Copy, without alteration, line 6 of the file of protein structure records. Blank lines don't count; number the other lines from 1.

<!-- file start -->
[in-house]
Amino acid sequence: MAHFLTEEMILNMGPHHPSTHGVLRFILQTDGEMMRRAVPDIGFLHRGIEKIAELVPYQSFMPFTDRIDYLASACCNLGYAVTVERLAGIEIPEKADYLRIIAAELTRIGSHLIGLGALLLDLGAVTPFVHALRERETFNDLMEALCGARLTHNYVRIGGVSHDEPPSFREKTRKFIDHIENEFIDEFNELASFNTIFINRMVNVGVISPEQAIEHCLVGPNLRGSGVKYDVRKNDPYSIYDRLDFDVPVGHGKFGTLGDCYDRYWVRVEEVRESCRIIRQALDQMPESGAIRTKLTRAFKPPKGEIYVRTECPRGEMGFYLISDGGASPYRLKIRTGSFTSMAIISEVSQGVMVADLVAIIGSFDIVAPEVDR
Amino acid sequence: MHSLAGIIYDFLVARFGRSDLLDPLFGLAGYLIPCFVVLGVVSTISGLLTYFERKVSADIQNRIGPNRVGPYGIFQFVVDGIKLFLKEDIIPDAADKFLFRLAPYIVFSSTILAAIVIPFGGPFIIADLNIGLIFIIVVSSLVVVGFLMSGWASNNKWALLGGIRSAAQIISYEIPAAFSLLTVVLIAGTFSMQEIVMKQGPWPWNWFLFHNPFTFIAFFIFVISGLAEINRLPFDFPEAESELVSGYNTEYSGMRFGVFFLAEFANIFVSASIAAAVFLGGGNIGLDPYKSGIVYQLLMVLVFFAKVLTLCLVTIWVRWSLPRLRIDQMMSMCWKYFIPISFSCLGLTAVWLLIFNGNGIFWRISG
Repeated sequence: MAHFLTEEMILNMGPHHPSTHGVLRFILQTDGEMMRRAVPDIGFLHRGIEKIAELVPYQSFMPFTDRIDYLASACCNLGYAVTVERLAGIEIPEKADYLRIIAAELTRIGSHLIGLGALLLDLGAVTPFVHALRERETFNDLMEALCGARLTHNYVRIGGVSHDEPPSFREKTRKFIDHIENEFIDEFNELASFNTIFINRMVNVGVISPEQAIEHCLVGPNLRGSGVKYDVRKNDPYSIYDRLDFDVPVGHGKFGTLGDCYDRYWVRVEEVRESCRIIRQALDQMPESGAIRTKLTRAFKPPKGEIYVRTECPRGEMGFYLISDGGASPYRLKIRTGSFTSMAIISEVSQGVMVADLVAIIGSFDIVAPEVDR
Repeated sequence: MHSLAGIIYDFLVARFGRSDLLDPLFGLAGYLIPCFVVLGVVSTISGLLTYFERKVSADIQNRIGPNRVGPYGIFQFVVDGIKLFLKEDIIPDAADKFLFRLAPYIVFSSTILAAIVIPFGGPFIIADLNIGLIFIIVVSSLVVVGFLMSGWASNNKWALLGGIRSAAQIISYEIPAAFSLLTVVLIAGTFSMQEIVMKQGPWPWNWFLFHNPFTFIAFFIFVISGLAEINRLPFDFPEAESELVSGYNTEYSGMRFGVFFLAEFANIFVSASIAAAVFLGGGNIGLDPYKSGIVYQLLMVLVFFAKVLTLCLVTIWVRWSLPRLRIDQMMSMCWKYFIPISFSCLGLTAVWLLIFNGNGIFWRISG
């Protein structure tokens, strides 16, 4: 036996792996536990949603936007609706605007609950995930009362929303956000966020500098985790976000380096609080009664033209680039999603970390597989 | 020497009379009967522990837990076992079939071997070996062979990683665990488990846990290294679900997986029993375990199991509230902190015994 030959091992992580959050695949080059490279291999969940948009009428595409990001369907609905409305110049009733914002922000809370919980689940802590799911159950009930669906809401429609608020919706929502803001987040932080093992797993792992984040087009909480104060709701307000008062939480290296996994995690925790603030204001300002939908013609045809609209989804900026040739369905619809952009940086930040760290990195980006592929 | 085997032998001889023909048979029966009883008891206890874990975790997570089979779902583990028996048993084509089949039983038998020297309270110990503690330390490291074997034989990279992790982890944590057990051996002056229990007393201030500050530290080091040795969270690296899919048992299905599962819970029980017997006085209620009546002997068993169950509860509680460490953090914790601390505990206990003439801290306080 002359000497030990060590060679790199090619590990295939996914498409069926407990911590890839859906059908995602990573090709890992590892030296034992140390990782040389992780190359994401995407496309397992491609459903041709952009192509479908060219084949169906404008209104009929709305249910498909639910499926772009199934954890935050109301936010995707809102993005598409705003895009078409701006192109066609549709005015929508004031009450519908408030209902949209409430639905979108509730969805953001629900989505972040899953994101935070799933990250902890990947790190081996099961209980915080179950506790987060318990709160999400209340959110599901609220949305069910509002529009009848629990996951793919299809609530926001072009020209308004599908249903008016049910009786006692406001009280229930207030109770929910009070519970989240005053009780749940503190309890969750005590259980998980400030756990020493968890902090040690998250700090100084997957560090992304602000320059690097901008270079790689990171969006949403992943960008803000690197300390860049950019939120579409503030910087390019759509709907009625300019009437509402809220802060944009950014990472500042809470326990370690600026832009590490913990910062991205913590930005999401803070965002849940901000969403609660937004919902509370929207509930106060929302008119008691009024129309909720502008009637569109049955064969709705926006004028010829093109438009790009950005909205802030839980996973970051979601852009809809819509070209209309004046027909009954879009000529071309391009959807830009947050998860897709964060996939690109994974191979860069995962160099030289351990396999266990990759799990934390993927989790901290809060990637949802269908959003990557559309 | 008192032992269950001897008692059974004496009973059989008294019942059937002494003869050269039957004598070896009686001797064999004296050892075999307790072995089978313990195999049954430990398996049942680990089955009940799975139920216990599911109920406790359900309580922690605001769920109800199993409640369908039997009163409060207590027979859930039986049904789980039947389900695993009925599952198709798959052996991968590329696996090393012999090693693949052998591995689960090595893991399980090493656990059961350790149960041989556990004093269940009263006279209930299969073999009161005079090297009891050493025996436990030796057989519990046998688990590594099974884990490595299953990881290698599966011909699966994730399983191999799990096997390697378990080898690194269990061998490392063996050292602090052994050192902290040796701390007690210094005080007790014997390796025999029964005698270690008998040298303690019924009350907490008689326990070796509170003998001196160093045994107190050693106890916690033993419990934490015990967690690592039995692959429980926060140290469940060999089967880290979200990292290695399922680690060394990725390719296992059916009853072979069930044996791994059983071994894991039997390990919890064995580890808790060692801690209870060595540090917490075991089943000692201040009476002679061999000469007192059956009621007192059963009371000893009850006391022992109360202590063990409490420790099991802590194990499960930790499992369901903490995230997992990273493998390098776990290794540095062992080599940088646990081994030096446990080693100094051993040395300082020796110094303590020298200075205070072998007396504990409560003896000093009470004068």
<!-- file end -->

């Protein structure tokens, strides 16, 4: 036996792996536990949603936007609706605007609950995930009362929303956000966020500098985790976000380096609080009664033209680039999603970390597989 | 020497009379009967522990837990076992079939071997070996062979990683665990488990846990290294679900997986029993375990199991509230902190015994 030959091992992580959050695949080059490279291999969940948009009428595409990001369907609905409305110049009733914002922000809370919980689940802590799911159950009930669906809401429609608020919706929502803001987040932080093992797993792992984040087009909480104060709701307000008062939480290296996994995690925790603030204001300002939908013609045809609209989804900026040739369905619809952009940086930040760290990195980006592929 | 085997032998001889023909048979029966009883008891206890874990975790997570089979779902583990028996048993084509089949039983038998020297309270110990503690330390490291074997034989990279992790982890944590057990051996002056229990007393201030500050530290080091040795969270690296899919048992299905599962819970029980017997006085209620009546002997068993169950509860509680460490953090914790601390505990206990003439801290306080 002359000497030990060590060679790199090619590990295939996914498409069926407990911590890839859906059908995602990573090709890992590892030296034992140390990782040389992780190359994401995407496309397992491609459903041709952009192509479908060219084949169906404008209104009929709305249910498909639910499926772009199934954890935050109301936010995707809102993005598409705003895009078409701006192109066609549709005015929508004031009450519908408030209902949209409430639905979108509730969805953001629900989505972040899953994101935070799933990250902890990947790190081996099961209980915080179950506790987060318990709160999400209340959110599901609220949305069910509002529009009848629990996951793919299809609530926001072009020209308004599908249903008016049910009786006692406001009280229930207030109770929910009070519970989240005053009780749940503190309890969750005590259980998980400030756990020493968890902090040690998250700090100084997957560090992304602000320059690097901008270079790689990171969006949403992943960008803000690197300390860049950019939120579409503030910087390019759509709907009625300019009437509402809220802060944009950014990472500042809470326990370690600026832009590490913990910062991205913590930005999401803070965002849940901000969403609660937004919902509370929207509930106060929302008119008691009024129309909720502008009637569109049955064969709705926006004028010829093109438009790009950005909205802030839980996973970051979601852009809809819509070209209309004046027909009954879009000529071309391009959807830009947050998860897709964060996939690109994974191979860069995962160099030289351990396999266990990759799990934390993927989790901290809060990637949802269908959003990557559309 | 008192032992269950001897008692059974004496009973059989008294019942059937002494003869050269039957004598070896009686001797064999004296050892075999307790072995089978313990195999049954430990398996049942680990089955009940799975139920216990599911109920406790359900309580922690605001769920109800199993409640369908039997009163409060207590027979859930039986049904789980039947389900695993009925599952198709798959052996991968590329696996090393012999090693693949052998591995689960090595893991399980090493656990059961350790149960041989556990004093269940009263006279209930299969073999009161005079090297009891050493025996436990030796057989519990046998688990590594099974884990490595299953990881290698599966011909699966994730399983191999799990096997390697378990080898690194269990061998490392063996050292602090052994050192902290040796701390007690210094005080007790014997390796025999029964005698270690008998040298303690019924009350907490008689326990070796509170003998001196160093045994107190050693106890916690033993419990934490015990967690690592039995692959429980926060140290469940060999089967880290979200990292290695399922680690060394990725390719296992059916009853072979069930044996791994059983071994894991039997390990919890064995580890808790060692801690209870060595540090917490075991089943000692201040009476002679061999000469007192059956009621007192059963009371000893009850006391022992109360202590063990409490420790099991802590194990499960930790499992369901903490995230997992990273493998390098776990290794540095062992080599940088646990081994030096446990080693100094051993040395300082020796110094303590020298200075205070072998007396504990409560003896000093009470004068």